side view.jpeg

Water Parameters:
  • Temp: 78.8F – 26ºc
  • pH: I stopped measuring PH two years ago since I don’t change the way I do things. PH used to be between 7.9 and 8.2.
  • Salinity/Specific gravity: 35ppt -1.026sg @ 26ºc
  • Mg: 1380 ppm
  • Ca: 420 ppm
  • Alk: 8 dkh
  • K: 400 ppm
  • NO3: Undetectable (Salifert)
  • PO4: Undetectable (Salifert)

What salt mix do you use?

I have been using Fauna Marin since 2016. I was using other brands and a Calcium Reactor while a friend of mine, Mr. Ekkachai Henkarnkrai, was using the Fauna Marin Balling Method. I saw his corals achieving massive growth and the most beautiful coloration I have ever seen under daylight settings. His tank was just beautiful and that totally convinced me to start using Fauna Marin salt and the Fauna Marin Balling Method and I am really happy with the results, the ease of use and the stability of water parameters.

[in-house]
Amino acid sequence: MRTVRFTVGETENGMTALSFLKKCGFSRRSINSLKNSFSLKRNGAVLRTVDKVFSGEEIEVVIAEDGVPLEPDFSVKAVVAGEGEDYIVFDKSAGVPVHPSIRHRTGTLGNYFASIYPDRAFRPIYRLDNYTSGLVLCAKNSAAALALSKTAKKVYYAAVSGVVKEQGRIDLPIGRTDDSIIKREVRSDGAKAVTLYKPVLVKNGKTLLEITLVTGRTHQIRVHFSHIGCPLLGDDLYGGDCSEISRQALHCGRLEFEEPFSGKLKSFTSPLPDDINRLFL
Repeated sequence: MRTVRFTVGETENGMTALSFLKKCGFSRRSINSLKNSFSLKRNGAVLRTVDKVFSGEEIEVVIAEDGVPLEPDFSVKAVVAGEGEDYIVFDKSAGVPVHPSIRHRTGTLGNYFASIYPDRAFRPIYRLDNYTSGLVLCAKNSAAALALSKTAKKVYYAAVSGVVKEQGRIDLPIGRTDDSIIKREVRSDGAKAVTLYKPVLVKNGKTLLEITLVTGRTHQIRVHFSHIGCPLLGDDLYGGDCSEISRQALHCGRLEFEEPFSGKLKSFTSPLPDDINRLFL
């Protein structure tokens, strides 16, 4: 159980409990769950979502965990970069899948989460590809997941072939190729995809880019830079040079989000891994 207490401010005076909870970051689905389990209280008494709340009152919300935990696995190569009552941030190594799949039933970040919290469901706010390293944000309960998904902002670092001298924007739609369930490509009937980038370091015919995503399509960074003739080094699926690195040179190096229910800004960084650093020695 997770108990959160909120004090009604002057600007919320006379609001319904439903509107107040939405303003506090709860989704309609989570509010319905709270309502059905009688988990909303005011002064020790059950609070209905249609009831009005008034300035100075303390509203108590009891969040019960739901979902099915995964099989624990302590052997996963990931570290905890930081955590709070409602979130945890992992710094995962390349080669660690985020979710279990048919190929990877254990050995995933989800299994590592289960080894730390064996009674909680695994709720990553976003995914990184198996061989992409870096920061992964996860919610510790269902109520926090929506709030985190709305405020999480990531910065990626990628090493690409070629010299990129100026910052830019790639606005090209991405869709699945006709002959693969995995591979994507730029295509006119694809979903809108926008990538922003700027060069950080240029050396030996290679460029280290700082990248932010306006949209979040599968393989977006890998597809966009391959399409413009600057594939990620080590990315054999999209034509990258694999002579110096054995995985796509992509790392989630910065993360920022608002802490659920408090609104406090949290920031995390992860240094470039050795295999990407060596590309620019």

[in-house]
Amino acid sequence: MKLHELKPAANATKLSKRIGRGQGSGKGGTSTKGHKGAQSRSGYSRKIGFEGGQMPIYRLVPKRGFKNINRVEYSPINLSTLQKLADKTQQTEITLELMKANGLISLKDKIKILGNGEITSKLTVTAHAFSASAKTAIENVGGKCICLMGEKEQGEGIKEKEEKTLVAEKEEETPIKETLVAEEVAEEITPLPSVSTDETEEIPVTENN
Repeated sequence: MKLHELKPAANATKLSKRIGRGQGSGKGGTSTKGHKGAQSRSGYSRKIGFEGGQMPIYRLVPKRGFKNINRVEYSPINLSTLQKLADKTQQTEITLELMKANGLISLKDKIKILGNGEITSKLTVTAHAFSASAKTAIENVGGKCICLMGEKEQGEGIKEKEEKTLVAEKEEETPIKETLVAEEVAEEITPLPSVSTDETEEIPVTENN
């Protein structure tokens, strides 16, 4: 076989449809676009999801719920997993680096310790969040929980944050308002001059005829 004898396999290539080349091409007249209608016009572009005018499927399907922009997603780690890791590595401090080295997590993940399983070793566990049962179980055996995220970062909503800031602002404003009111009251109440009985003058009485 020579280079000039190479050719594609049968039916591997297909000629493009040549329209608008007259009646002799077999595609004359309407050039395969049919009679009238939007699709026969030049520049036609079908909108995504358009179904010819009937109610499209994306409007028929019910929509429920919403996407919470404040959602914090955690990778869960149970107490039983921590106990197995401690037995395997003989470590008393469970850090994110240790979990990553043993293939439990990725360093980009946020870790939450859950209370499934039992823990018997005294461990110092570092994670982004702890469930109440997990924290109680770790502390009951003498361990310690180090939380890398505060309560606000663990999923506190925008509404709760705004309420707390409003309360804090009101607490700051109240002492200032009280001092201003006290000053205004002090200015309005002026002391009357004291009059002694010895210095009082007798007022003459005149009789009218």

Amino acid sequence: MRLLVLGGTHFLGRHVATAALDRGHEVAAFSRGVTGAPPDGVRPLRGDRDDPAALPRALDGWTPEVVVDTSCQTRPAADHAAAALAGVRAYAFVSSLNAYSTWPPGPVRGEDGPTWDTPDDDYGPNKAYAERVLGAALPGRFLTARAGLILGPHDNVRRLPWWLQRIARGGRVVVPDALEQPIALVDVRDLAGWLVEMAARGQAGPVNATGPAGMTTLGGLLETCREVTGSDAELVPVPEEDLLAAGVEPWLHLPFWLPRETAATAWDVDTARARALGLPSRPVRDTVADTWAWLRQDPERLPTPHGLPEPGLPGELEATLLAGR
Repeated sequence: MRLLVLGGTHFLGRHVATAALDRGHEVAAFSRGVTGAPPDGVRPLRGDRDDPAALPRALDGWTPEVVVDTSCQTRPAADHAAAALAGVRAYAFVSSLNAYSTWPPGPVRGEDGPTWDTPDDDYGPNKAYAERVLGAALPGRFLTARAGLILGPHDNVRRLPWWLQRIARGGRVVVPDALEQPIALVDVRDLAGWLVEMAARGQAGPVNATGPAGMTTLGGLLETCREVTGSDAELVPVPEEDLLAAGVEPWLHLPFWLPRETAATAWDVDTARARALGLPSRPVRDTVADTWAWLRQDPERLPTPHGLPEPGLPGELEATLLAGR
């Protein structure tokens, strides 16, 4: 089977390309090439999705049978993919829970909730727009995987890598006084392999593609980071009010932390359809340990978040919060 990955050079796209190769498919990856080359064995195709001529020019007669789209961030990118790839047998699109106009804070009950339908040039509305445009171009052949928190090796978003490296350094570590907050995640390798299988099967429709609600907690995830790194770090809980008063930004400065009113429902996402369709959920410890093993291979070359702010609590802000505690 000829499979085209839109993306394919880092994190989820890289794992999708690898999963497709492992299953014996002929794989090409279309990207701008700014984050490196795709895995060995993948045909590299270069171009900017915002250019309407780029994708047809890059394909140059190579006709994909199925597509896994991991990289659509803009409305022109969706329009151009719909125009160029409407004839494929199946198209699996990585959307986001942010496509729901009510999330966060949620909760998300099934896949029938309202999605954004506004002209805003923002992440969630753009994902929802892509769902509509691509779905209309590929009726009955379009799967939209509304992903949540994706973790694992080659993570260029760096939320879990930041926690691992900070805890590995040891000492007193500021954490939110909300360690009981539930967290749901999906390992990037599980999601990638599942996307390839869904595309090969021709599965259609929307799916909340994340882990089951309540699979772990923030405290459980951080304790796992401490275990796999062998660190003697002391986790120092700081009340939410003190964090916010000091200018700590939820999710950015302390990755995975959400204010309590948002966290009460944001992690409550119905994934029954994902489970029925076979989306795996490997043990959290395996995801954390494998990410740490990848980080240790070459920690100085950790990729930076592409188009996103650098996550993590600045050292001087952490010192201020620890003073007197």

What kind of rock did you start with?

I started with some local dry branches and Epoxy putty to secure said branches.

What is your substrate?

Cheap crushed coral from a local market and sold by the kilogram.

Calcium/Alkalinity/Magnesium Summary and Objectives:

Someone once said, “S-tability P-romotes S-uccess” and I totally agree. I try to keep the major elements of saltwater very stable and balanced in order to avoid precipitation of elements and the respective negative effects on coral.

What and how do you dose for the big 3 (alk/cal/mag)?

I dose Alk, Ca and Mg from the Fauna Marin Balling Light Method. Each element has to be added to RO water resulting in three separated solutions, and trace elements need to be added to the Ca and Alk solutions and dosed via dosing pumps.